To overcome those hurdles, Beach has done outreach at every LGBTQ+ event they could find. “I would go and put up posters and signs at coffee shops out in the middle of nowhere, and I would get one or two phone calls,” they say. “But a lot of it is word of mouth.” Beach thinks DAP Health’s track record of “engaging with the community outside of the clinic’s doors” will help spread the word about safe, accessible, and competent gender-affirming care.

The Road Ahead: Expanding Services and Support

Even before the two federally qualified health centers had joined forces, DAP Health’s gender wellness initiative had begun to make inroads.

“We were able to increase the number of actively engaged transgender and gender-diverse patients by more than 400%,” Velasco adds. “Creating an interdisciplinary team and grounding our program using a trauma-informed and patient-centered approach was critical.”

Working with different departments within DAP Health was also crucial in meeting the psychosocial needs of patients, like “housing, social services, access to food, care navigation,” Velasco says. And, with the expansion of DAP Health, “we will be able to offer these services to more trans people.”

Beach is there to connect trans people to appropriate care even before they arrive. They help patients overcome their fears and share relevant details with providers. Making potential clients feel welcome also takes representation. “From the front desk to the provider, somewhere in that chain, we have to have some trans and gender-diverse folks.”

Beach, who is nonbinary and queer, is personally dedicated to that effort, currently studying to become a nurse practitioner “because I don’t see enough people that look like me.”

Of course, providing competent gender-affirming medical care isn’t as easy as hiring a few trans or nonbinary folks. Providers need to understand trans care, and how it differs.
“Trans health care isn’t typical health care,” Beach explains. “Typically, when people go to the clinic, it’s because they’re sick or because they have to go once a year for a checkup.” But trans people often need to see a provider more frequently, especially if they are receiving gender-affirming hormone therapy, which needs to be monitored.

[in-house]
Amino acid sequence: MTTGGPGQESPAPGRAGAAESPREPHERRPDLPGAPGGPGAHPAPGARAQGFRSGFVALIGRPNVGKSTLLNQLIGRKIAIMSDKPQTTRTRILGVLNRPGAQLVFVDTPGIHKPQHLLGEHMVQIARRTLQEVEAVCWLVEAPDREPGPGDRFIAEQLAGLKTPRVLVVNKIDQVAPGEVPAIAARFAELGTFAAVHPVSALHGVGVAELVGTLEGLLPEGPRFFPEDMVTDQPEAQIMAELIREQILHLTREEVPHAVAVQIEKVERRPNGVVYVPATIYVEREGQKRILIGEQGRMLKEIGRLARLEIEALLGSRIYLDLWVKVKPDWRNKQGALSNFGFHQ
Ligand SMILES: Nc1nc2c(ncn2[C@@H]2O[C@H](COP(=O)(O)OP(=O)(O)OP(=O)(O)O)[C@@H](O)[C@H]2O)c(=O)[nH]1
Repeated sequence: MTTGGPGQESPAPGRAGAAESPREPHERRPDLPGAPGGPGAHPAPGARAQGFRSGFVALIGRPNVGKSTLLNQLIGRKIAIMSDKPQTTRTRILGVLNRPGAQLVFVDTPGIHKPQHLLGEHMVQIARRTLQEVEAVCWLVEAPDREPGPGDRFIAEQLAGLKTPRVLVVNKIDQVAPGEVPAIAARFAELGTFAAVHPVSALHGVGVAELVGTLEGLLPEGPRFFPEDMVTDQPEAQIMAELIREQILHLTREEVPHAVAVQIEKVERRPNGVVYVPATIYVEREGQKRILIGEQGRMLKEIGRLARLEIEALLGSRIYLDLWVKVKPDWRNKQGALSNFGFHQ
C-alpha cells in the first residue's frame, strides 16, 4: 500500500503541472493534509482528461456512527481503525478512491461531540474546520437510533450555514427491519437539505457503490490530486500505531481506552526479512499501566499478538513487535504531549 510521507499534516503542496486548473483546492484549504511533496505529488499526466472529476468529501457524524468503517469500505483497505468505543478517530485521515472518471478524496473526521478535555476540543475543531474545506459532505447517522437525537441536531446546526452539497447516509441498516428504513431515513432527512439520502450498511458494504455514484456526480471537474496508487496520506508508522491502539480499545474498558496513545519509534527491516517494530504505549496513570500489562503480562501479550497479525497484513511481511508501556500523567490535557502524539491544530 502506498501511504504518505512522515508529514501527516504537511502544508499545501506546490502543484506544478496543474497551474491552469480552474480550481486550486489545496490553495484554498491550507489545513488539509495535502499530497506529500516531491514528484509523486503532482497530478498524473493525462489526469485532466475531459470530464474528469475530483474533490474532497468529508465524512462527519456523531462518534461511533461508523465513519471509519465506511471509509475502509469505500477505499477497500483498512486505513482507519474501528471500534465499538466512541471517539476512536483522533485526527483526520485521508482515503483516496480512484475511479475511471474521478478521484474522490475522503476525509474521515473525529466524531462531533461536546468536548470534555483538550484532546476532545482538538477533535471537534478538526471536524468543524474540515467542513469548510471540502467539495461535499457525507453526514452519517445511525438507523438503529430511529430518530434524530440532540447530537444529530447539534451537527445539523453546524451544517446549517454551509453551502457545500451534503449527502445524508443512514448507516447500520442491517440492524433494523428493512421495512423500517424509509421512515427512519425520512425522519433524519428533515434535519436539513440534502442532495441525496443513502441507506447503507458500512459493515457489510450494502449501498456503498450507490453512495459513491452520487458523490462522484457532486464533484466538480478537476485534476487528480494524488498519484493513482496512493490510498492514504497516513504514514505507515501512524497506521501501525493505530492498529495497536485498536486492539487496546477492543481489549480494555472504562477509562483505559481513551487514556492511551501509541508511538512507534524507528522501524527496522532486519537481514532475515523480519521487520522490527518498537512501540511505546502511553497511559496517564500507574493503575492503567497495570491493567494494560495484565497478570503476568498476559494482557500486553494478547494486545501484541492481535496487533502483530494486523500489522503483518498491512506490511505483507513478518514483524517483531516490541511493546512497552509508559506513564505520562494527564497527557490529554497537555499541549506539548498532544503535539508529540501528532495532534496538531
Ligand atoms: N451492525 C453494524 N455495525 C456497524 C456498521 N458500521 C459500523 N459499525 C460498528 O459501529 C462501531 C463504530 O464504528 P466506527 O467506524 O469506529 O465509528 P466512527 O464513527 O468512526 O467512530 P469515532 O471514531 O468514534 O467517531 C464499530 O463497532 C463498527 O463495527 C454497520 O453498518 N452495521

Circumstances can also complicate access to care, especially the dysphoria that can exist in a physical body that doesn’t reflect one’s true gender. For example, Velasco points to one study on cervical cancer screenings. When retesting was necessary, trans men waited nearly 420 days, compared to the 80 days cisgender women wait.

The experience of receiving gynecological care can be a fraught one for many trans men and nonbinary people assigned female at birth, Velasco explains. “Some trans people may find getting a Pap smear dysphoric, and, thus, avoid or delay getting testing and retesting.” Velasco adds, “Finding gender-affirming health care providers…can also be very challenging.”

Culturally competent providers are especially important for youth, but their care is becoming the most criminalized in the U.S. Fortunately, it is still embraced in California. Following international protocols and recommendations from dozens of medical associations, the Stonewall Medical Center and Escondido will continue providing nonsurgical interventions for youth. Teens can be prescribed puberty blockers and/or gender-affirming hormone therapy.

At DAP Health, services provided to trans and nonbinary patients already run the gamut, Velasco says, including primary care, behavioral health, dentistry, sexual wellness, chiropractic, and social services.“We hope to expand our gender-affirming services to include speech therapy (for voice feminization and masculinization), electrolysis/laser hair removal services, and legal clinics (for legal transition needs),” Velasco adds. “We hope to eventually expand our services to include surgical and post-surgical services to our [adult] trans and nonbinary patients.”

Stigma increases against those who find themselves at the intersections of various identities, including gender identity, expression, and sexual orientation. Both Velasco (a credentialed HIV specialist) and Dr. Halperin (the former infectious disease director at New Orleans’ CrescentCare) understand another intersection.

“People of trans experience and nonbinary communities have increased rates of HIV acquisition, especially those of color,” Dr. Halperin says. “We know that racism and stigma play the greatest role in driving these increased rates. Furthermore, when structures of power such as the police — or increasingly, legislatures — target and stigmatize communities, we will inevitably see worsening health outcomes due to exclusion.”

Shining the Light: A Call to Action

That’s why, Dr. Halperin adds, DAP Health “must commit even more to this work. We must shine our light bright and far. Our clinics need to ensure easy and supportive accessibility to gender-affirming care. We must also continue to work in solidarity with those across our country.”